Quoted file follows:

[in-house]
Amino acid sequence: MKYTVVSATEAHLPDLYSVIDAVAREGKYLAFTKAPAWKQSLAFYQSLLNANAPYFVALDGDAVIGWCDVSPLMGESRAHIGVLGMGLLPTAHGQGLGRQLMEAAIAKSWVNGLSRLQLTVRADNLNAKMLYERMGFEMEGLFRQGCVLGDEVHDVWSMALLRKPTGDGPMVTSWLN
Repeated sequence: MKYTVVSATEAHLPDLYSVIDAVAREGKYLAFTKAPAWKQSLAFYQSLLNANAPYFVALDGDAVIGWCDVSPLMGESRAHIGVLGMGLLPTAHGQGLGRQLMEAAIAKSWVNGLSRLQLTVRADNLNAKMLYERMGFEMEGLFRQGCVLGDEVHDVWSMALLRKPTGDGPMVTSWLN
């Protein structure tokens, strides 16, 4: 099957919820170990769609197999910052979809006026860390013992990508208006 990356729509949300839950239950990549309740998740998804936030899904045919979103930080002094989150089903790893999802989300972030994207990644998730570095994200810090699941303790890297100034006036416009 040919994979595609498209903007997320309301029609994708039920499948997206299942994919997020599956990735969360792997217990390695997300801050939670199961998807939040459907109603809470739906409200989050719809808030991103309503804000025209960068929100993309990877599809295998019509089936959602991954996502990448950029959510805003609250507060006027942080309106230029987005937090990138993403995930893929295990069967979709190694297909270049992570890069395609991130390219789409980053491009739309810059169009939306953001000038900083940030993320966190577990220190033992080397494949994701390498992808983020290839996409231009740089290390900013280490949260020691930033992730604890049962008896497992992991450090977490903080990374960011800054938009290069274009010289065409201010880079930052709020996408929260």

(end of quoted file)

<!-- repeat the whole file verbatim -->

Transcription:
[in-house]
Amino acid sequence: MKYTVVSATEAHLPDLYSVIDAVAREGKYLAFTKAPAWKQSLAFYQSLLNANAPYFVALDGDAVIGWCDVSPLMGESRAHIGVLGMGLLPTAHGQGLGRQLMEAAIAKSWVNGLSRLQLTVRADNLNAKMLYERMGFEMEGLFRQGCVLGDEVHDVWSMALLRKPTGDGPMVTSWLN
Repeated sequence: MKYTVVSATEAHLPDLYSVIDAVAREGKYLAFTKAPAWKQSLAFYQSLLNANAPYFVALDGDAVIGWCDVSPLMGESRAHIGVLGMGLLPTAHGQGLGRQLMEAAIAKSWVNGLSRLQLTVRADNLNAKMLYERMGFEMEGLFRQGCVLGDEVHDVWSMALLRKPTGDGPMVTSWLN
């Protein structure tokens, strides 16, 4: 099957919820170990769609197999910052979809006026860390013992990508208006 990356729509949300839950239950990549309740998740998804936030899904045919979103930080002094989150089903790893999802989300972030994207990644998730570095994200810090699941303790890297100034006036416009 040919994979595609498209903007997320309301029609994708039920499948997206299942994919997020599956990735969360792997217990390695997300801050939670199961998807939040459907109603809470739906409200989050719809808030991103309503804000025209960068929100993309990877599809295998019509089936959602991954996502990448950029959510805003609250507060006027942080309106230029987005937090990138993403995930893929295990069967979709190694297909270049992570890069395609991130390219789409980053491009739309810059169009939306953001000038900083940030993320966190577990220190033992080397494949994701390498992808983020290839996409231009740089290390900013280490949260020691930033992730604890049962008896497992992991450090977490903080990374960011800054938009290069274009010289065409201010880079930052709020996408929260």